If a man saw the new moon of Ramadan on his own, or he saw the new moon of Shawwaal (the month following Ramadan) on his own, and he told the qaadi (judge) or the people of the city but they did not accept his testimony, should he fast on his own or should he only fast with the people? There are three scholarly points of view:
1 – He should act upon his own sighting in both cases, so he should fast from the beginning of the month and break the fast at the end on his own. This is the view of Imam al-Shaafai.
But he should do that secretly so that he does not show openly that he is doing something different than the people and so that this will not lead to them thinking badly of him or regarding him as a fast-breaker when they are fasting.
2 – He should act upon his own sighting at the beginning of the month and fast on his own, but at the end of the month he should not act upon his own sighting, rather he should break the fast when the people do.
This is the view of the majority of scholars, including Abu Haneefah, Maalik and Ahmad .
This view was also favoured by Sheikh Ibn Uthaymeen who said: This is in order to be on the safe side, so that we may be on the safe side with regard to starting and ending the fast. With regard to fasting, we say to him: fast, and with regard to breaking the fast, we say to him: Do not break the fast, rather you should fast. End quote from al-Sharh al-Mumti, 6/330.
3 – He should not act upon his own sighting in either case; rather he should start fasting and stop fasting with the people.
This was the view of Imam Ahmad in one report, and it was the view favoured by Sheikh al-Islam Ibn Taymiyah, He quoted a great deal of evidence to support it, and he said: The third view is that he should start and end the fast with the people. This is the most correct 9?) view, because the Prophet (peace and blessings of Allah be upon him) said: “Your fast is the day when you fast, and your breaking the fast is the day when you break the fast, and your sacrifice is the day when you offer the sacrifice.” Narrated by al-Tirmidhi, who said it is hasan ghareeb. Also narrated by Abu Dawood, and by Ibn Maajah, who mentioned breaking the fast and the sacrifice only. Also narrated by al-Tirmidhi from the hadith of Abd-Allaah ibn Jafar from Uthmaan ibn Muhammad from al-Maqbari from Abu Hurayrah, that the Prophet (peace and blessings of Allaah be upon him) said: “The fast is the day when you fast, the breaking of the fast is the day when you break the fast, and the sacrifice is the day when you offer the sacrifice.” Al-Tirmidhi said: This is a hasan ghareeb hadeeth. And some scholars interpreted this hadith as meaning that one should start and end the fast with the community and the majority of the people. End quote from Majmoo al-Fatwa, 25/114.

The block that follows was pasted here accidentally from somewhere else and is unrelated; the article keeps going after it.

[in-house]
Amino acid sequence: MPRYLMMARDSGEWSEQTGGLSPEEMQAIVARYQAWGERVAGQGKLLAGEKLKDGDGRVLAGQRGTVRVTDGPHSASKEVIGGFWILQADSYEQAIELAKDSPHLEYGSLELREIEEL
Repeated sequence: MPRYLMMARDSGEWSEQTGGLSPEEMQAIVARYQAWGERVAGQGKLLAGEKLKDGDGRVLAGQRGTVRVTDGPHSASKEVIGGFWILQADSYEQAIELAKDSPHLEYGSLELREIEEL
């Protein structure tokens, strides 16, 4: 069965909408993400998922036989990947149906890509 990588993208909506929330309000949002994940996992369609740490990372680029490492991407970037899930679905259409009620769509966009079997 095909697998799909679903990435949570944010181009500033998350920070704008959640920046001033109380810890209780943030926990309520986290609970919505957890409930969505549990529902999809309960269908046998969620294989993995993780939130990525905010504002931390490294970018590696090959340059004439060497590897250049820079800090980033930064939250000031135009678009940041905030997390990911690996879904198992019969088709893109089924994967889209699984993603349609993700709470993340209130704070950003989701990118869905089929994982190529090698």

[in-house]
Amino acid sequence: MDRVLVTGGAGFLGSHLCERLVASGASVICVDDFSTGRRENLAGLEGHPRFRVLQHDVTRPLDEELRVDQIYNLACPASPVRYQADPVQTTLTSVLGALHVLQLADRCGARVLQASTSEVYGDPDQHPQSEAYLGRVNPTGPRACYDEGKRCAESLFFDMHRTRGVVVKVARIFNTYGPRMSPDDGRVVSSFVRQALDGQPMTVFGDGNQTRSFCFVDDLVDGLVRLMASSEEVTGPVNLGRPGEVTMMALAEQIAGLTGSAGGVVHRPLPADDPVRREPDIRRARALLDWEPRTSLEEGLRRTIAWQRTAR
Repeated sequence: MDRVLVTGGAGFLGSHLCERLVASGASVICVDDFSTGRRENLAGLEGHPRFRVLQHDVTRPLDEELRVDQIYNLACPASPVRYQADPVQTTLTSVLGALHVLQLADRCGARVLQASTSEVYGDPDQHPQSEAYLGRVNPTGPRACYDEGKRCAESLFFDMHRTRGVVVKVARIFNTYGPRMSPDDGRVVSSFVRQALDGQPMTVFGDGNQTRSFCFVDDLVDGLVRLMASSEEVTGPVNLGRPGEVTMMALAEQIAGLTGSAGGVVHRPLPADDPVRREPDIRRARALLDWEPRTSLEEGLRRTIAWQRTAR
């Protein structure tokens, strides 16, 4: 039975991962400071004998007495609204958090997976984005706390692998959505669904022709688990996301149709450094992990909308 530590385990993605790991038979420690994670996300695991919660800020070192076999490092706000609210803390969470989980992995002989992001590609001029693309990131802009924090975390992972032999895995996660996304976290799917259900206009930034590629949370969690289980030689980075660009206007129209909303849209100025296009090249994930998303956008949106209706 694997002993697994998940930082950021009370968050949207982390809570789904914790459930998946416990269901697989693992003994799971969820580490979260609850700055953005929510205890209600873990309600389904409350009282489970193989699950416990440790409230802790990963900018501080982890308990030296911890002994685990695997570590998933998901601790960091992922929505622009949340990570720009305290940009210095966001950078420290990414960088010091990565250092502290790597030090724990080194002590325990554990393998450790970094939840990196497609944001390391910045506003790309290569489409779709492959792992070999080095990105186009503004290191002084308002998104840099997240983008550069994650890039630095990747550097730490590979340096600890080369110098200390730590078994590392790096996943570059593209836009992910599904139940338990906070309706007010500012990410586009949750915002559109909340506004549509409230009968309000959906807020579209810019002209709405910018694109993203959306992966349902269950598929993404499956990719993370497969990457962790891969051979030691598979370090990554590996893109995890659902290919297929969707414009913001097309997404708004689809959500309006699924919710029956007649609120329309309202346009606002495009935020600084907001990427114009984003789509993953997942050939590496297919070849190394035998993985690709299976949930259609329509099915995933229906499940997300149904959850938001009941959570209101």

He also quoted as evidence the fact that even if he sighted the new moon of Dhul-Hijjah on his own, none of the scholars suggested that he should observe the standing at Arafah on his own.
He said that the basic principle concerning this matter is that the ruling is connected to the new moon of the month. Allah says (interpretation of the meaning):
“They ask you (O Muhammad) about the new moons [ahillah]. Say: These are signs to mark fixed periods of time for mankind and for the pilgrimage” [al-Baqarah 2:189]
Hilal (pl. ahillah) in Arabic refers to when something is announced and everyone knows about it. If the hilal shows in the sky but people did not recognize it and announce its sighting, then it is not a hilal.
Similarly the word shahr (month) is taken from the word shuhrah (fame); if it is not well known among the people then the month has not begun. Many people make a mistake with regard to this matter and think that when the moon appears in the sky, that night is the first of the month, whether it appears to the people and they announce it or not. But that is not the case, rather it has to appear to the people and they have to announce the beginning of the month when they see it. Hence the Prophet (peace and blessings of Allah be upon him) said: “Your fast is the day when you fast, and your breaking the fast is the day when you break the fast, and your sacrifice is the day when you offer the sacrifice” i.e., this day on which you announce the beginning or end of the fast or the sacrifice. If you do not recognize it, then no ruling can be based on that. End quote from Majmoo al-Fatwa, 25/202.